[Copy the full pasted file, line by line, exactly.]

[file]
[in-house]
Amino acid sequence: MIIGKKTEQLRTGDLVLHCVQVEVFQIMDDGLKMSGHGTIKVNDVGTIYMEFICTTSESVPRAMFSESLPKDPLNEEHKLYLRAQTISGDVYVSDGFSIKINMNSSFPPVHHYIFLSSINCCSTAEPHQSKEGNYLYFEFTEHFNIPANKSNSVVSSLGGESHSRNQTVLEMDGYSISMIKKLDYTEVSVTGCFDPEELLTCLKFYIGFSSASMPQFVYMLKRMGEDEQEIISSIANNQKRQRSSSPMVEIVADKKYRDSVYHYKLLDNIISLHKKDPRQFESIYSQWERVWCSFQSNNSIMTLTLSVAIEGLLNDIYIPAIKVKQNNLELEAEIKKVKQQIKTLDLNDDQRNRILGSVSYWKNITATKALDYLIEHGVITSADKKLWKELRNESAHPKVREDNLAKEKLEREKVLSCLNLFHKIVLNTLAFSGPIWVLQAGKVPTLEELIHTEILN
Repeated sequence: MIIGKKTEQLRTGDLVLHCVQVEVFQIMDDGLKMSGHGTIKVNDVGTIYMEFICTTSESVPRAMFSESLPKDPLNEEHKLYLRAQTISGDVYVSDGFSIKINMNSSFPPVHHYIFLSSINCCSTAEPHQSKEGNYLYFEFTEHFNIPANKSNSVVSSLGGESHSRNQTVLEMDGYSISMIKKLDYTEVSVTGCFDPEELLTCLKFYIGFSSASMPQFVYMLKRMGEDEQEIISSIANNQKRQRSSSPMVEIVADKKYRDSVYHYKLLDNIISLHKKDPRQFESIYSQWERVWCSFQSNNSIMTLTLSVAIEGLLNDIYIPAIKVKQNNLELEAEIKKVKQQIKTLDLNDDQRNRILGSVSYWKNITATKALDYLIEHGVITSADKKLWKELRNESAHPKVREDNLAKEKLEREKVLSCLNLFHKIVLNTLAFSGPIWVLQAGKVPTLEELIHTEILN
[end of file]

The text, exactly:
[in-house]
Amino acid sequence: MIIGKKTEQLRTGDLVLHCVQVEVFQIMDDGLKMSGHGTIKVNDVGTIYMEFICTTSESVPRAMFSESLPKDPLNEEHKLYLRAQTISGDVYVSDGFSIKINMNSSFPPVHHYIFLSSINCCSTAEPHQSKEGNYLYFEFTEHFNIPANKSNSVVSSLGGESHSRNQTVLEMDGYSISMIKKLDYTEVSVTGCFDPEELLTCLKFYIGFSSASMPQFVYMLKRMGEDEQEIISSIANNQKRQRSSSPMVEIVADKKYRDSVYHYKLLDNIISLHKKDPRQFESIYSQWERVWCSFQSNNSIMTLTLSVAIEGLLNDIYIPAIKVKQNNLELEAEIKKVKQQIKTLDLNDDQRNRILGSVSYWKNITATKALDYLIEHGVITSADKKLWKELRNESAHPKVREDNLAKEKLEREKVLSCLNLFHKIVLNTLAFSGPIWVLQAGKVPTLEELIHTEILN
Repeated sequence: MIIGKKTEQLRTGDLVLHCVQVEVFQIMDDGLKMSGHGTIKVNDVGTIYMEFICTTSESVPRAMFSESLPKDPLNEEHKLYLRAQTISGDVYVSDGFSIKINMNSSFPPVHHYIFLSSINCCSTAEPHQSKEGNYLYFEFTEHFNIPANKSNSVVSSLGGESHSRNQTVLEMDGYSISMIKKLDYTEVSVTGCFDPEELLTCLKFYIGFSSASMPQFVYMLKRMGEDEQEIISSIANNQKRQRSSSPMVEIVADKKYRDSVYHYKLLDNIISLHKKDPRQFESIYSQWERVWCSFQSNNSIMTLTLSVAIEGLLNDIYIPAIKVKQNNLELEAEIKKVKQQIKTLDLNDDQRNRILGSVSYWKNITATKALDYLIEHGVITSADKKLWKELRNESAHPKVREDNLAKEKLEREKVLSCLNLFHKIVLNTLAFSGPIWVLQAGKVPTLEELIHTEILN